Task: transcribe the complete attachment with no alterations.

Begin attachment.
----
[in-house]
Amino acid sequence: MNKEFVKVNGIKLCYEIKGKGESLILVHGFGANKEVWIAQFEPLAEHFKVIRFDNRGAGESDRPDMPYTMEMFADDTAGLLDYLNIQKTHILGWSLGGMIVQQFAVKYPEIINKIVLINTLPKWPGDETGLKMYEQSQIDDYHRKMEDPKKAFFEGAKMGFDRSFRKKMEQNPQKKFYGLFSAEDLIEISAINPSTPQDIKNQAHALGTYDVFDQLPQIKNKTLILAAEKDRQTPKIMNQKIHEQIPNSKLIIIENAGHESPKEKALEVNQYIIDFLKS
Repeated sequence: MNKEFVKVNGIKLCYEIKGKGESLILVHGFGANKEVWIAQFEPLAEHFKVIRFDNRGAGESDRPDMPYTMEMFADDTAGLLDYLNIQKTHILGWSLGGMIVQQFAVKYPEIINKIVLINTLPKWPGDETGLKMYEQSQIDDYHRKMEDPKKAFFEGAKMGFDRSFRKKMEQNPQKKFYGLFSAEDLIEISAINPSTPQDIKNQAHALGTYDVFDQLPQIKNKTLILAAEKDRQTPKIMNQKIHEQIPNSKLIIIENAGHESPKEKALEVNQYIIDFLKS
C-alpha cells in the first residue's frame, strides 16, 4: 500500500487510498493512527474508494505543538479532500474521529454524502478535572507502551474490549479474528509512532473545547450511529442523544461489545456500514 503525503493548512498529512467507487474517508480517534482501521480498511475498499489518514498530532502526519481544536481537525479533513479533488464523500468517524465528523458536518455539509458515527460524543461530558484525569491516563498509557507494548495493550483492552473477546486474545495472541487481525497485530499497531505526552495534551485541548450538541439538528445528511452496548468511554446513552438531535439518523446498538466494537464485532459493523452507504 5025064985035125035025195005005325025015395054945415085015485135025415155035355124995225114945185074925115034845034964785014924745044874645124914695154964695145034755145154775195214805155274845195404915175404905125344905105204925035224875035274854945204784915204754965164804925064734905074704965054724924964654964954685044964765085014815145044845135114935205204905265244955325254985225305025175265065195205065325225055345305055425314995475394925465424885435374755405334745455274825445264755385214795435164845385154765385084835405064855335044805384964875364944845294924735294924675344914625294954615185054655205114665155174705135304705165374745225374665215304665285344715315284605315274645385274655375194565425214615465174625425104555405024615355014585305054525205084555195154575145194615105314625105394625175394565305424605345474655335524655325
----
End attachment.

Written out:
[in-house]
Amino acid sequence: MNKEFVKVNGIKLCYEIKGKGESLILVHGFGANKEVWIAQFEPLAEHFKVIRFDNRGAGESDRPDMPYTMEMFADDTAGLLDYLNIQKTHILGWSLGGMIVQQFAVKYPEIINKIVLINTLPKWPGDETGLKMYEQSQIDDYHRKMEDPKKAFFEGAKMGFDRSFRKKMEQNPQKKFYGLFSAEDLIEISAINPSTPQDIKNQAHALGTYDVFDQLPQIKNKTLILAAEKDRQTPKIMNQKIHEQIPNSKLIIIENAGHESPKEKALEVNQYIIDFLKS
Repeated sequence: MNKEFVKVNGIKLCYEIKGKGESLILVHGFGANKEVWIAQFEPLAEHFKVIRFDNRGAGESDRPDMPYTMEMFADDTAGLLDYLNIQKTHILGWSLGGMIVQQFAVKYPEIINKIVLINTLPKWPGDETGLKMYEQSQIDDYHRKMEDPKKAFFEGAKMGFDRSFRKKMEQNPQKKFYGLFSAEDLIEISAINPSTPQDIKNQAHALGTYDVFDQLPQIKNKTLILAAEKDRQTPKIMNQKIHEQIPNSKLIIIENAGHESPKEKALEVNQYIIDFLKS
C-alpha cells in the first residue's frame, strides 16, 4: 500500500487510498493512527474508494505543538479532500474521529454524502478535572507502551474490549479474528509512532473545547450511529442523544461489545456500514 503525503493548512498529512467507487474517508480517534482501521480498511475498499489518514498530532502526519481544536481537525479533513479533488464523500468517524465528523458536518455539509458515527460524543461530558484525569491516563498509557507494548495493550483492552473477546486474545495472541487481525497485530499497531505526552495534551485541548450538541439538528445528511452496548468511554446513552438531535439518523446498538466494537464485532459493523452507504 5025064985035125035025195005005325025015395054945415085015485135025415155035355124995225114945185074925115034845034964785014924745044874645124914695154964695145034755145154775195214805155274845195404915175404905125344905105204925035224875035274854945204784915204754965164804925064734905074704965054724924964654964954685044964765085014815145044845135114935205204905265244955325254985225305025175265065195205065325225055345305055425314995475394925465424885435374755405334745455274825445264755385214795435164845385154765385084835405064855335044805384964875364944845294924735294924675344914625294954615185054655205114665155174705135304705165374745225374665215304665285344715315284605315274645385274655375194565425214615465174625425104555405024615355014585305054525205084555195154575145194615105314625105394625175394565305424605345474655335524655325